Direct Mail Magic with QR Codes

There’s a real estate boom happening where I live, and pretty much everywhere in North America right now. That means my mailbox gets filled with direct mail from realtors who want to sell me a new home or get me to list my home through their brokerage. We literally get dozens of these in a month, and I’m sure some of you do as well. For many, these postcards go directly into the recycle bin.  Others – like me – always take a glance at what’s moving and landing in the neighborhood. Maybe there’s a dream home out there that’s waiting to find us.

Direct Mail and Engagement

Direct Mail is a lot like that philosophical saying, “If a tree falls in the forest but no one is around to hear it, does it make a sound?”. What I mean by that is the following:  If a marketer can’t tell if someone has looked at their direct mail piece or not, did it really create engagement? This doesn’t just apply to real estate agents, of course. It cuts across the many industries using direct mail to engage with customers and prospects: banks, insurance companies, car dealerships and furniture stores – they are all using direct mail to sell high-value items to high-value customers. Most, if not all, have no idea how to measure the full engagement of their campaigns.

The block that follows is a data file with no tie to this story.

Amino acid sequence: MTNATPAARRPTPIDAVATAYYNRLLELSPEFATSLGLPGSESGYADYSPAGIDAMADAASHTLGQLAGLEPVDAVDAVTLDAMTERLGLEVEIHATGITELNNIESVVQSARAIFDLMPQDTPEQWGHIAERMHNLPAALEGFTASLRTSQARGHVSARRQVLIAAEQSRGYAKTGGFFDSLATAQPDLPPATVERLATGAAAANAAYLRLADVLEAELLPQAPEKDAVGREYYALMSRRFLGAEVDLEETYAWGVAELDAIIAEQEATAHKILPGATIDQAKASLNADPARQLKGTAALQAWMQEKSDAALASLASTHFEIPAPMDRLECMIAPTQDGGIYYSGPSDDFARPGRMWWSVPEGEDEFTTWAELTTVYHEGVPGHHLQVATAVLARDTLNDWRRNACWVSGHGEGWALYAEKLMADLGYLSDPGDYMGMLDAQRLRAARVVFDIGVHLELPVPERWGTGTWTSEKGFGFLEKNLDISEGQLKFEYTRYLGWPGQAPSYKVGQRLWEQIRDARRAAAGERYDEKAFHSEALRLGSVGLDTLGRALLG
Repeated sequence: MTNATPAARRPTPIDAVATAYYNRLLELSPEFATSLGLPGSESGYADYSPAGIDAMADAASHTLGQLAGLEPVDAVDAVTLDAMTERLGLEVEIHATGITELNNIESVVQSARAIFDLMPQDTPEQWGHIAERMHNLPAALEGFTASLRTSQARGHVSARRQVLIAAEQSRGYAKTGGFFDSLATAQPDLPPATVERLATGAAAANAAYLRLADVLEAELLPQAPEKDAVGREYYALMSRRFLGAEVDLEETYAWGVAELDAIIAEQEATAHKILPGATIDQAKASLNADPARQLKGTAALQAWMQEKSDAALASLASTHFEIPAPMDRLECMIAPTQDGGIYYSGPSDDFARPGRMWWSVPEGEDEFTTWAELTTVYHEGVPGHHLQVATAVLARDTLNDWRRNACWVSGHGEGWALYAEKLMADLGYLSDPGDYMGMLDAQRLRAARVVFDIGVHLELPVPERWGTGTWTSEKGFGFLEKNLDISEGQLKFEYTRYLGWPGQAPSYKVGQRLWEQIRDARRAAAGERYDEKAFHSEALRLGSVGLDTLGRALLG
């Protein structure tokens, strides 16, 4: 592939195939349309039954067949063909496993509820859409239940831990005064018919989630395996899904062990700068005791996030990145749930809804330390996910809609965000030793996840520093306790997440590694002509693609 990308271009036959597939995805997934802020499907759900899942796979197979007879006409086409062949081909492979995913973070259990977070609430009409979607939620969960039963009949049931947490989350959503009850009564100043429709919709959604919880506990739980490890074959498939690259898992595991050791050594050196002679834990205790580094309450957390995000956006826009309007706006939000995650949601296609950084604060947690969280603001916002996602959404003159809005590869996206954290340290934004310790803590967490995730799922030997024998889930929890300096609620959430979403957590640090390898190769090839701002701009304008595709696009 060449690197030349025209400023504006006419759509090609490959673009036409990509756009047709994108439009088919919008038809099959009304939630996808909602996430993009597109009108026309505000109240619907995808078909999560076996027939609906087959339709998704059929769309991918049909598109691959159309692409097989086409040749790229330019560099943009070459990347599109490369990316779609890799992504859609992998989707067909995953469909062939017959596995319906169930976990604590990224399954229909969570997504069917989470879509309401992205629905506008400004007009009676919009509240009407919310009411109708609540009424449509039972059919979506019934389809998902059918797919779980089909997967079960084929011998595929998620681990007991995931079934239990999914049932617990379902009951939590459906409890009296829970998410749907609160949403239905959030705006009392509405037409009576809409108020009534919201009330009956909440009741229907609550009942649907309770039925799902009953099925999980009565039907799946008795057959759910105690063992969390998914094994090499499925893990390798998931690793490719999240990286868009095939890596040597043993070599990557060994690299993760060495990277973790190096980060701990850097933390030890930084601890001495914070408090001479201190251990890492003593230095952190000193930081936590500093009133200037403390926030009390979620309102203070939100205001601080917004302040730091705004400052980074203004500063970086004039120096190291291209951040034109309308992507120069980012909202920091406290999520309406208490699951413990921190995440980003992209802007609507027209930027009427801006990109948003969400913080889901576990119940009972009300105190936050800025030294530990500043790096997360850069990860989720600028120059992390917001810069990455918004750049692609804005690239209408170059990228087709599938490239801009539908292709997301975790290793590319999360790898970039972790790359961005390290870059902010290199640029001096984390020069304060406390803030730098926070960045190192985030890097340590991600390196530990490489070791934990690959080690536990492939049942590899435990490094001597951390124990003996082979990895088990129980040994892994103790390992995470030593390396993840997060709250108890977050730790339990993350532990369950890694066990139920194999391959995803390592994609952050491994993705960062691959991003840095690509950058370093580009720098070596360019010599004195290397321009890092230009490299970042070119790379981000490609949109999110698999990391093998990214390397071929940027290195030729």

Friction & Engagement

Calls to action on direct mailers (an e-mail address, a website, or a phone number) can provide a simple way to measure engagement and response. Still, in a digital world full of clicks and swipes, it’s often too much friction for someone to take the time and make a call or send an email. Yes, we’re just that lazy these days. Moreover, unless the marketer specifically asks, there’s no way of telling if an e-mail or phone call came as a result of the direct mail.

The question then becomes, is there a frictionless way to engage direct mail recipients that can also be specifically attributed to the campaigns themselves?

Personalized Direct Mail and QR Codes